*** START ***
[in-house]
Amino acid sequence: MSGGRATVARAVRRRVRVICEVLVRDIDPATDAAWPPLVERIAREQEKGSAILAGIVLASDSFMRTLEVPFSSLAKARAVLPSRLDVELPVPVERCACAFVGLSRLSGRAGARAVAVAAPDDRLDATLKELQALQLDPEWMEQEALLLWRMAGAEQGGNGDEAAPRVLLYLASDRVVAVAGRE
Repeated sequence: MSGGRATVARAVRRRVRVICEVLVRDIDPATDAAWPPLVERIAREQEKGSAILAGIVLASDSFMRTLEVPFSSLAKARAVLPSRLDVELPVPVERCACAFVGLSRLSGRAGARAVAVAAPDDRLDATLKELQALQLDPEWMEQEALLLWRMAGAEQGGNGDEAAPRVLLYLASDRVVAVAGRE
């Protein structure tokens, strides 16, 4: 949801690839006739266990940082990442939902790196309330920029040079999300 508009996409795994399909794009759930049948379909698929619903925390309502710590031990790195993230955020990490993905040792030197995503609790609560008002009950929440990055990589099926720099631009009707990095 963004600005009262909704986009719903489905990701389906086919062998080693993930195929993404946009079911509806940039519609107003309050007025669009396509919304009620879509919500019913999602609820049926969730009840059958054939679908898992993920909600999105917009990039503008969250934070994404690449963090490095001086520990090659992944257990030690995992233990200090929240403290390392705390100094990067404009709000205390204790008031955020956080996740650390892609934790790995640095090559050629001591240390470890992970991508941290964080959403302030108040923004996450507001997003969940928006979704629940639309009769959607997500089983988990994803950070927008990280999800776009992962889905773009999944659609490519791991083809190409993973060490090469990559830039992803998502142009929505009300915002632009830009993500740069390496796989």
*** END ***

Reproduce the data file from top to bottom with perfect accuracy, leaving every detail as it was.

[in-house]
Amino acid sequence: MSGGRATVARAVRRRVRVICEVLVRDIDPATDAAWPPLVERIAREQEKGSAILAGIVLASDSFMRTLEVPFSSLAKARAVLPSRLDVELPVPVERCACAFVGLSRLSGRAGARAVAVAAPDDRLDATLKELQALQLDPEWMEQEALLLWRMAGAEQGGNGDEAAPRVLLYLASDRVVAVAGRE
Repeated sequence: MSGGRATVARAVRRRVRVICEVLVRDIDPATDAAWPPLVERIAREQEKGSAILAGIVLASDSFMRTLEVPFSSLAKARAVLPSRLDVELPVPVERCACAFVGLSRLSGRAGARAVAVAAPDDRLDATLKELQALQLDPEWMEQEALLLWRMAGAEQGGNGDEAAPRVLLYLASDRVVAVAGRE
């Protein structure tokens, strides 16, 4: 949801690839006739266990940082990442939902790196309330920029040079999300 508009996409795994399909794009759930049948379909698929619903925390309502710590031990790195993230955020990490993905040792030197995503609790609560008002009950929440990055990589099926720099631009009707990095 963004600005009262909704986009719903489905990701389906086919062998080693993930195929993404946009079911509806940039519609107003309050007025669009396509919304009620879509919500019913999602609820049926969730009840059958054939679908898992993920909600999105917009990039503008969250934070994404690449963090490095001086520990090659992944257990030690995992233990200090929240403290390392705390100094990067404009709000205390204790008031955020956080996740650390892609934790790995640095090559050629001591240390470890992970991508941290964080959403302030108040923004996450507001997003969940928006979704629940639309009769959607997500089983988990994803950070927008990280999800776009992962889905773009999944659609490519791991083809190409993973060490090469990559830039992803998502142009929505009300915002632009830009993500740069390496796989």